Catching up a bit…

April 2, 2012

I haven’t been on this blog in a long time – my other one (Engaged Intellectuals) takes up most of the “spare time” I have for blogging.

But some folks keep stopping by this one looking for ways to stop the testing madness – or ways to pull their kids out of tests without facing legal ramifications. I wish I had the energy to keep up this blog – so many people need a place to share stories, vent, and find support to try to change things.

For the latest commenter:

I’m so sorry your 5th grader hates school now because of the FIVE POINTS that kept him from passing the test. You are like so many other parents struggling with this, it is incredibly painful and makes you feel helpless as a parent when an institution takes control over our lives like this – and our kids are paying such a huge price. There are processes that schools are supposed to follow when a child fails to pass the test, including holding a parent/teacher/principal meeting to discuss whether or not it makes sense to retain the child in the same grade or move forward with a strong plan to give them the academic support they need in the next grade. In other words, failing the test is not supposed to mean an “automatic” failing of the grade. There should be some serious conversations, and schools should be able to show how they are going to better meet the needs of your child in the future, whether in the same grade or in the next grade.

Check out EmpowerED Georgia – an organization of parents, educators, and concerned citizens about public education in Georgia.

And the National Center for Fair and Open Testing for important information and research against all this testing madness.

And send emails and letters to all the people you can who make policies in the state of Georgia.

Tell your personal story – tell them that these horrible testing policies are killing kids’ interest in school and formal learning, tell them about how these testing practices in school are creating conflict and hardship in your home for your family. Tell them everything you are experiencing, because you are not alone, you’re just one of the ones who happened to comment on a blog about testing. Others are looking in other places, telling their friends, crying on their own at home, and wondering what they can do to help their kids.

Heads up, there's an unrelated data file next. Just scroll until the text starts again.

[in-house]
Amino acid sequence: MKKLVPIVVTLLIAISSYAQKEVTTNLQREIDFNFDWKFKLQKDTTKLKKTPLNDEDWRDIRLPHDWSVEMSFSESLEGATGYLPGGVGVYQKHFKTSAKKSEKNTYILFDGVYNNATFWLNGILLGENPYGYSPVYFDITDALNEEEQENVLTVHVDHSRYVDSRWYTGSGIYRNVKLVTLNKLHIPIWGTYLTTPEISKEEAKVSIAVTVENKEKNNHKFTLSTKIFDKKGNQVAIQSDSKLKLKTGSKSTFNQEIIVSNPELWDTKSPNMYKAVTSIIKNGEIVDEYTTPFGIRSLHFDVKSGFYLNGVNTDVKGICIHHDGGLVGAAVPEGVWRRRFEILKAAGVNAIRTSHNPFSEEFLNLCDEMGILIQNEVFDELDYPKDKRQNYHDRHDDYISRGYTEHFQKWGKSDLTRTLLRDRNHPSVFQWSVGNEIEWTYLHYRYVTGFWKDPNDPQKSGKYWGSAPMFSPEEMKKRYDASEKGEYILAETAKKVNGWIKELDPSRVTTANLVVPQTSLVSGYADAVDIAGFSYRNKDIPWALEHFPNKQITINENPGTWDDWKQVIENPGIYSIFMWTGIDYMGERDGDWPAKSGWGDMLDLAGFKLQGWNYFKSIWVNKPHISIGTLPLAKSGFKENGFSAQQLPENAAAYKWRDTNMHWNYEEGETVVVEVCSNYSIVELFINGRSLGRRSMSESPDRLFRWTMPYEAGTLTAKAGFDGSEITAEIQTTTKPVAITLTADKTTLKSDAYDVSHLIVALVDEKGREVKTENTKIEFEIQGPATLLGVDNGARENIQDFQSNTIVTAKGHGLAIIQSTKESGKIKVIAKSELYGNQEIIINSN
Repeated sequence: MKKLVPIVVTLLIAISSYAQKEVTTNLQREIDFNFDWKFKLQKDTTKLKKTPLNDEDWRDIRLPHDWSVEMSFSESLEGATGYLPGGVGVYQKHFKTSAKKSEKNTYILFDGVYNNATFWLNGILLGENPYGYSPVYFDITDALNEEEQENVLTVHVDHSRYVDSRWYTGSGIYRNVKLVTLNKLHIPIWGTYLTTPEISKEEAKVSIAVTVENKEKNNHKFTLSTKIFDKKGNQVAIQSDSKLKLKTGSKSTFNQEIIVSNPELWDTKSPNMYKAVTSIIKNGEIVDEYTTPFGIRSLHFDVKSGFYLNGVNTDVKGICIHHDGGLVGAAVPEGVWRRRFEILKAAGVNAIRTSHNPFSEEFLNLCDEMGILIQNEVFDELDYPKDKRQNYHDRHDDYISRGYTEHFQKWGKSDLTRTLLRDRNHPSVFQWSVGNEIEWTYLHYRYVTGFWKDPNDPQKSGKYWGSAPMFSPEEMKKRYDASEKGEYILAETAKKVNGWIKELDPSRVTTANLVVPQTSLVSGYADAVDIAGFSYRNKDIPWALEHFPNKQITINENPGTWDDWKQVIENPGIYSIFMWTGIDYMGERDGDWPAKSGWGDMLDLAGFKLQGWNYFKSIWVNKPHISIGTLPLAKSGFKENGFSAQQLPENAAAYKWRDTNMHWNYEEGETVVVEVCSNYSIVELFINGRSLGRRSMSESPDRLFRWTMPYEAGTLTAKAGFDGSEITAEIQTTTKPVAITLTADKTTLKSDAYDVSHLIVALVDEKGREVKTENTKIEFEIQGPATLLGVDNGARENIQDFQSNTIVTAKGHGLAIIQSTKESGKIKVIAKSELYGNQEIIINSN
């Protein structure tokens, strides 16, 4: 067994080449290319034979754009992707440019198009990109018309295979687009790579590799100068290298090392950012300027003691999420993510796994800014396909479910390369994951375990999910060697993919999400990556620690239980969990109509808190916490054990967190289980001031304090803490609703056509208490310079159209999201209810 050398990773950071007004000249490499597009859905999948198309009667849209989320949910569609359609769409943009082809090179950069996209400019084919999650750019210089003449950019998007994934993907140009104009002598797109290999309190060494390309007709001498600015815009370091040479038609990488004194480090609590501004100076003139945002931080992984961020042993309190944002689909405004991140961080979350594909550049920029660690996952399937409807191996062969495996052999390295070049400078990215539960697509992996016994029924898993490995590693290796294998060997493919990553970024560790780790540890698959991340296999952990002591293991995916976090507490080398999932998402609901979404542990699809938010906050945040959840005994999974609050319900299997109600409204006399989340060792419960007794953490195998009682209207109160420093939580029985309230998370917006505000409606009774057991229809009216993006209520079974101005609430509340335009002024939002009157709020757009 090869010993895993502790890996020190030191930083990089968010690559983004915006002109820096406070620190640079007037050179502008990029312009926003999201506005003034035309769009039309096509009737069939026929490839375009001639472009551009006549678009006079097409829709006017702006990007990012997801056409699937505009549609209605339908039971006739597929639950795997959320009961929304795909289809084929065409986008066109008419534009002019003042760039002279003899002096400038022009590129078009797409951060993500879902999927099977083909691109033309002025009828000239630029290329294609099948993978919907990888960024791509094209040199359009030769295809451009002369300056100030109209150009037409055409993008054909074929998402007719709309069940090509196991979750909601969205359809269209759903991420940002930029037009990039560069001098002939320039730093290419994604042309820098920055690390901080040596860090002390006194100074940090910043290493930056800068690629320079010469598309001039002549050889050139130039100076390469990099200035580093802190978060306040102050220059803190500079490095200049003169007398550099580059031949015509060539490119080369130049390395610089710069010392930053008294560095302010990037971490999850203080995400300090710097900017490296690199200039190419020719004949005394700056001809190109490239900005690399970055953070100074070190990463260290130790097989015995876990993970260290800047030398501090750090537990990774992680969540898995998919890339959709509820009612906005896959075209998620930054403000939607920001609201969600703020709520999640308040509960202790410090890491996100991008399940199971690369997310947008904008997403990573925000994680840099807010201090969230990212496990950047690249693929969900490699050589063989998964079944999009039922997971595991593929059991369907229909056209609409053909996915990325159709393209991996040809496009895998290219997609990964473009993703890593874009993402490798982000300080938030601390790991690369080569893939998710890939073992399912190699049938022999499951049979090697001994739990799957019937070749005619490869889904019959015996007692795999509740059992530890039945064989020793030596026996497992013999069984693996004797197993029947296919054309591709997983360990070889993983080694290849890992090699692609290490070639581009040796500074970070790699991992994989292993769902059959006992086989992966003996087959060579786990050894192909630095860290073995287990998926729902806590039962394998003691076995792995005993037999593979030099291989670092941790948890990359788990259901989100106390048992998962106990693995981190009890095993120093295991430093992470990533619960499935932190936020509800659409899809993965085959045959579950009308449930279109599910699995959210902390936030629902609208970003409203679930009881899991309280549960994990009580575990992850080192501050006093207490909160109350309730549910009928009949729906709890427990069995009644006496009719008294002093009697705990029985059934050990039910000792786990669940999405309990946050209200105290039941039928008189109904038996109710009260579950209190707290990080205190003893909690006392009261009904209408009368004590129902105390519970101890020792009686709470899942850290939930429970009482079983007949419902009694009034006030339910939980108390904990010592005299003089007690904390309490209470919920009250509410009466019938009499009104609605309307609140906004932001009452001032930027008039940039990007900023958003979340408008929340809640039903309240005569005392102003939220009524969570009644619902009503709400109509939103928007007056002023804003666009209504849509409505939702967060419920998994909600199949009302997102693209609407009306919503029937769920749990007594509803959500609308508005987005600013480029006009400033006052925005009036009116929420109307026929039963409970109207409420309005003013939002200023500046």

Maybe your child can write letters to – put their frustration and feelings of unfairness in words to their legislators. This can be a great educational experience too, they can learn about the General Assembly, learn about how policies work and how they impact citizens’ every day lives, and learn that they at least have a voice to speak out against policies that are counterproductive, or even damaging, to the citizens of Georgia.

Speak out.

And let me know what happens.

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Child Labor in U.S. Schools?

November 1, 2010

Thanks to the AJC for publishing my op-ed essay about merit pay, high-stakes testing, and child labor.

 

Here it is!


Will Parents Begin Opting-Out of High-Stakes Tests?

October 31, 2010

Check out this article from “Teacher Magazine”


Nice op-ed on testing and assessments

September 28, 2010

Check out this op-ed by Susan Engel that reveals the nonsensical nature of our fill-in-the-bubble testing craze…


Georgia Education Alliance has been renamed Empower Education for Georgia

September 24, 2010

Due to legal issues related to GAE’s complaints that GEA was too similar in name and acronym, the grassroots movement formerly known as “Georgia Education Alliance” has been renamed Empower Education for Georgia.


Go See ‘Race to Nowhere’!!!!

September 24, 2010

“Race to Nowhere” is a film made by a mother who became increasingly concerned about her children’s and family’s emotional well-being resulting from pressures at school, loads of homework, and family time that was decimated by requirements from school.

This concern intensified and catapulted the making of the film when a 13-year old “perfect” child killed herself in the community over a bad math grade.

A 13 year old killing herself over a grade in school?

What do we expect?

We are guilty of allowing school’s competitive nature to infiltrate the bodies and psyches of our children (and even parents).

We are guilty of abusing children who are pushed to stay up late at night finishing  homework and who cry and complain of headaches, stomach aches, dizziness, and depression all related to school.

We are guilty.

Who is we?

Policymakers, educators, parents, citizens, test-makers, test-scorers, publishers of testing materials.

All of us.

Can we finally come together around protecting children’s right to a human existence inside and outside school?

Can we finally coalesce around a fundamental belief that children are human beings who do not exist in the world to “produce” for adults?

Go see this film – and then find a way to order it – and then find a way to get as many people as possible to watch it.

Then change how our children are experiencing the world.

Race to Nowhere Website,  Film Trailer, and Organizing Ideas

Themes in this film that are related to recent hot topics in Georgia:

Stress and cheating

Testing

Homework


Get out the Vote!! Tuesday is Primary Day…

July 19, 2010

Hey everyone out there –

Tuesday is primary day and it’s a REALLY important primary – to make sure the candidates who support educators, children, families, and not the craziness we’re tied to at the moment (read: get some folks into offices that realize merit pay based on test scores is insane, that realize the CRCT madness is killing schools and children and teachers and administrators, etc.).

I don’t have to do it here, because the Georgia Education Alliance (a grassroots movement in Georgia that is VERY impressive) has done it for me – check out their website with candidate details and their endorsements.